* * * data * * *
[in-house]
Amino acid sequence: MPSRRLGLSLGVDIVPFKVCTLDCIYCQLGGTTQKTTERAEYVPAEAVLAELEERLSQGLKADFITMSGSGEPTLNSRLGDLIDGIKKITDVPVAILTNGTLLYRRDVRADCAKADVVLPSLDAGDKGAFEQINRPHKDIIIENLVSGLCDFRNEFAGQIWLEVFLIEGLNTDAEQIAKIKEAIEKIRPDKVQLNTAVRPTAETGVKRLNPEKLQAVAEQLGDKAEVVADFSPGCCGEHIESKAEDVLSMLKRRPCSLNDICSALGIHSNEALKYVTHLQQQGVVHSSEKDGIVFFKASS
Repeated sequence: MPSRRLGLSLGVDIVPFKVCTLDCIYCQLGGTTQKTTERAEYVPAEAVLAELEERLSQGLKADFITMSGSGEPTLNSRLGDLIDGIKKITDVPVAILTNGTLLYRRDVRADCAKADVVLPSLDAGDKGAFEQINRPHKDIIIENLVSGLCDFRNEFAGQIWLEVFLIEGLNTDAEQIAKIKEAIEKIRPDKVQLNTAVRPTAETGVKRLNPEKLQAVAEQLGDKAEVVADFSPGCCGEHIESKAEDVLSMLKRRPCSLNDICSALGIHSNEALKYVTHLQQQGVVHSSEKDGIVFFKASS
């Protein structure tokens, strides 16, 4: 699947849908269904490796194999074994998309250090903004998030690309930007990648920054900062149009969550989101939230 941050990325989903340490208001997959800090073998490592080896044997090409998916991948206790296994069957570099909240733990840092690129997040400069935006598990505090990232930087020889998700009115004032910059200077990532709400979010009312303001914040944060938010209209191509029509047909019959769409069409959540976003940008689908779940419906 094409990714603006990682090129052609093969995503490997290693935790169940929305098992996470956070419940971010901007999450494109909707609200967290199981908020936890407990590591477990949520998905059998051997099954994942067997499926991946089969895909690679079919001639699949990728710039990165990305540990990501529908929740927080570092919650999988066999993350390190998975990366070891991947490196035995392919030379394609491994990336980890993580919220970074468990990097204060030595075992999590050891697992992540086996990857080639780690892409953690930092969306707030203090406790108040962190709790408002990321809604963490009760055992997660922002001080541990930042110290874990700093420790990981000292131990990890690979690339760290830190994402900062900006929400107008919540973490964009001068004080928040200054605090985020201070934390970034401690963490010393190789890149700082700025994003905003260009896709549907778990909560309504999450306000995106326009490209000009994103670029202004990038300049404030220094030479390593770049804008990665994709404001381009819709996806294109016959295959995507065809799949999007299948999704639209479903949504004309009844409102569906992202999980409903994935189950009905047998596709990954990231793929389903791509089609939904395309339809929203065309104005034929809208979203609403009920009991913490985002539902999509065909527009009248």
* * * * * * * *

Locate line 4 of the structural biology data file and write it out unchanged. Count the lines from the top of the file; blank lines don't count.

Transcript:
């Protein structure tokens, strides 16, 4: 699947849908269904490796194999074994998309250090903004998030690309930007990648920054900062149009969550989101939230 941050990325989903340490208001997959800090073998490592080896044997090409998916991948206790296994069957570099909240733990840092690129997040400069935006598990505090990232930087020889998700009115004032910059200077990532709400979010009312303001914040944060938010209209191509029509047909019959769409069409959540976003940008689908779940419906 094409990714603006990682090129052609093969995503490997290693935790169940929305098992996470956070419940971010901007999450494109909707609200967290199981908020936890407990590591477990949520998905059998051997099954994942067997499926991946089969895909690679079919001639699949990728710039990165990305540990990501529908929740927080570092919650999988066999993350390190998975990366070891991947490196035995392919030379394609491994990336980890993580919220970074468990990097204060030595075992999590050891697992992540086996990857080639780690892409953690930092969306707030203090406790108040962190709790408002990321809604963490009760055992997660922002001080541990930042110290874990700093420790990981000292131990990890690979690339760290830190994402900062900006929400107008919540973490964009001068004080928040200054605090985020201070934390970034401690963490010393190789890149700082700025994003905003260009896709549907778990909560309504999450306000995106326009490209000009994103670029202004990038300049404030220094030479390593770049804008990665994709404001381009819709996806294109016959295959995507065809799949999007299948999704639209479903949504004309009844409102569906992202999980409903994935189950009905047998596709990954990231793929389903791509089609939904395309339809929203065309104005034929809208979203609403009920009991913490985002539902999509065909527009009248």